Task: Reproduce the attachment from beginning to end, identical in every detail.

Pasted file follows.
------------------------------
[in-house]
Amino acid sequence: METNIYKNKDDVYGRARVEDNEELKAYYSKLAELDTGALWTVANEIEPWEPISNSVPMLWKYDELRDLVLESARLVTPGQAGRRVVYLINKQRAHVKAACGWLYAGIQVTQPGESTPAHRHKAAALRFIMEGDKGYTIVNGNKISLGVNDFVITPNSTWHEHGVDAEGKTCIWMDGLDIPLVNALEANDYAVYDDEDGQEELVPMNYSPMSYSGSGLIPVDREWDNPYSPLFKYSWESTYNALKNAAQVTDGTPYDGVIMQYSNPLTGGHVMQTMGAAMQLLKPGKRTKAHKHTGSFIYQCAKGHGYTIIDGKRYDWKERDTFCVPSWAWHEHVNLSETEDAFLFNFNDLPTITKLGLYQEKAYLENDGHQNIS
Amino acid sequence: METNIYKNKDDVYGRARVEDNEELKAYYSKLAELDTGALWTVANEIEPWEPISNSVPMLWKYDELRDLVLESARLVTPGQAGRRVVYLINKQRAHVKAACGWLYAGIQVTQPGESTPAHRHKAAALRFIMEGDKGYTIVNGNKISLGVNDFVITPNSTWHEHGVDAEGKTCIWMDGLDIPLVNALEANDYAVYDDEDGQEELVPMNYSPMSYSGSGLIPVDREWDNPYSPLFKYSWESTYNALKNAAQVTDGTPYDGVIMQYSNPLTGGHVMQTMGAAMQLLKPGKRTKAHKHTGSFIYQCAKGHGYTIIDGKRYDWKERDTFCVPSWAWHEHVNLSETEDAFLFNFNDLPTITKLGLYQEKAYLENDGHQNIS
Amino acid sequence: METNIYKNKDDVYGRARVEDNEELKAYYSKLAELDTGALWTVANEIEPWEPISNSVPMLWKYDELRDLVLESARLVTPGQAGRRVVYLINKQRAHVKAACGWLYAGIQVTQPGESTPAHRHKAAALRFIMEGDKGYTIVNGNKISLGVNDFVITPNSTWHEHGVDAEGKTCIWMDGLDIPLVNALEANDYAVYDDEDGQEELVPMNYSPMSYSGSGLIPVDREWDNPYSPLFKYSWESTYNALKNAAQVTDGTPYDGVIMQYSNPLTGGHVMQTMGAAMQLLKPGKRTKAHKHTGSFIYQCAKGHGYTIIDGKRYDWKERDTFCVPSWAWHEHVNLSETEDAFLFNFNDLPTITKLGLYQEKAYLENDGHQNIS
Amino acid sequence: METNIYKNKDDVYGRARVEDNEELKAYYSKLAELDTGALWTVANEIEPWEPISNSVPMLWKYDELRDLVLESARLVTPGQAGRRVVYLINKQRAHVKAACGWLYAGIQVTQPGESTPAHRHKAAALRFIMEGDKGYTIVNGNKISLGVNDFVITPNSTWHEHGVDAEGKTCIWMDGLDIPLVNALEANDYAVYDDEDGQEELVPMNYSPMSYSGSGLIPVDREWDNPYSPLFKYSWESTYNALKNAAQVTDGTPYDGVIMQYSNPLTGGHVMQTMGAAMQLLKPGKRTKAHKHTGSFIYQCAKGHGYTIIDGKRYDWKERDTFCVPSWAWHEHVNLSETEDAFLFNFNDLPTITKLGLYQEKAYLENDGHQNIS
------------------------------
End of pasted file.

[in-house]
Amino acid sequence: METNIYKNKDDVYGRARVEDNEELKAYYSKLAELDTGALWTVANEIEPWEPISNSVPMLWKYDELRDLVLESARLVTPGQAGRRVVYLINKQRAHVKAACGWLYAGIQVTQPGESTPAHRHKAAALRFIMEGDKGYTIVNGNKISLGVNDFVITPNSTWHEHGVDAEGKTCIWMDGLDIPLVNALEANDYAVYDDEDGQEELVPMNYSPMSYSGSGLIPVDREWDNPYSPLFKYSWESTYNALKNAAQVTDGTPYDGVIMQYSNPLTGGHVMQTMGAAMQLLKPGKRTKAHKHTGSFIYQCAKGHGYTIIDGKRYDWKERDTFCVPSWAWHEHVNLSETEDAFLFNFNDLPTITKLGLYQEKAYLENDGHQNIS
Amino acid sequence: METNIYKNKDDVYGRARVEDNEELKAYYSKLAELDTGALWTVANEIEPWEPISNSVPMLWKYDELRDLVLESARLVTPGQAGRRVVYLINKQRAHVKAACGWLYAGIQVTQPGESTPAHRHKAAALRFIMEGDKGYTIVNGNKISLGVNDFVITPNSTWHEHGVDAEGKTCIWMDGLDIPLVNALEANDYAVYDDEDGQEELVPMNYSPMSYSGSGLIPVDREWDNPYSPLFKYSWESTYNALKNAAQVTDGTPYDGVIMQYSNPLTGGHVMQTMGAAMQLLKPGKRTKAHKHTGSFIYQCAKGHGYTIIDGKRYDWKERDTFCVPSWAWHEHVNLSETEDAFLFNFNDLPTITKLGLYQEKAYLENDGHQNIS
Amino acid sequence: METNIYKNKDDVYGRARVEDNEELKAYYSKLAELDTGALWTVANEIEPWEPISNSVPMLWKYDELRDLVLESARLVTPGQAGRRVVYLINKQRAHVKAACGWLYAGIQVTQPGESTPAHRHKAAALRFIMEGDKGYTIVNGNKISLGVNDFVITPNSTWHEHGVDAEGKTCIWMDGLDIPLVNALEANDYAVYDDEDGQEELVPMNYSPMSYSGSGLIPVDREWDNPYSPLFKYSWESTYNALKNAAQVTDGTPYDGVIMQYSNPLTGGHVMQTMGAAMQLLKPGKRTKAHKHTGSFIYQCAKGHGYTIIDGKRYDWKERDTFCVPSWAWHEHVNLSETEDAFLFNFNDLPTITKLGLYQEKAYLENDGHQNIS
Amino acid sequence: METNIYKNKDDVYGRARVEDNEELKAYYSKLAELDTGALWTVANEIEPWEPISNSVPMLWKYDELRDLVLESARLVTPGQAGRRVVYLINKQRAHVKAACGWLYAGIQVTQPGESTPAHRHKAAALRFIMEGDKGYTIVNGNKISLGVNDFVITPNSTWHEHGVDAEGKTCIWMDGLDIPLVNALEANDYAVYDDEDGQEELVPMNYSPMSYSGSGLIPVDREWDNPYSPLFKYSWESTYNALKNAAQVTDGTPYDGVIMQYSNPLTGGHVMQTMGAAMQLLKPGKRTKAHKHTGSFIYQCAKGHGYTIIDGKRYDWKERDTFCVPSWAWHEHVNLSETEDAFLFNFNDLPTITKLGLYQEKAYLENDGHQNIS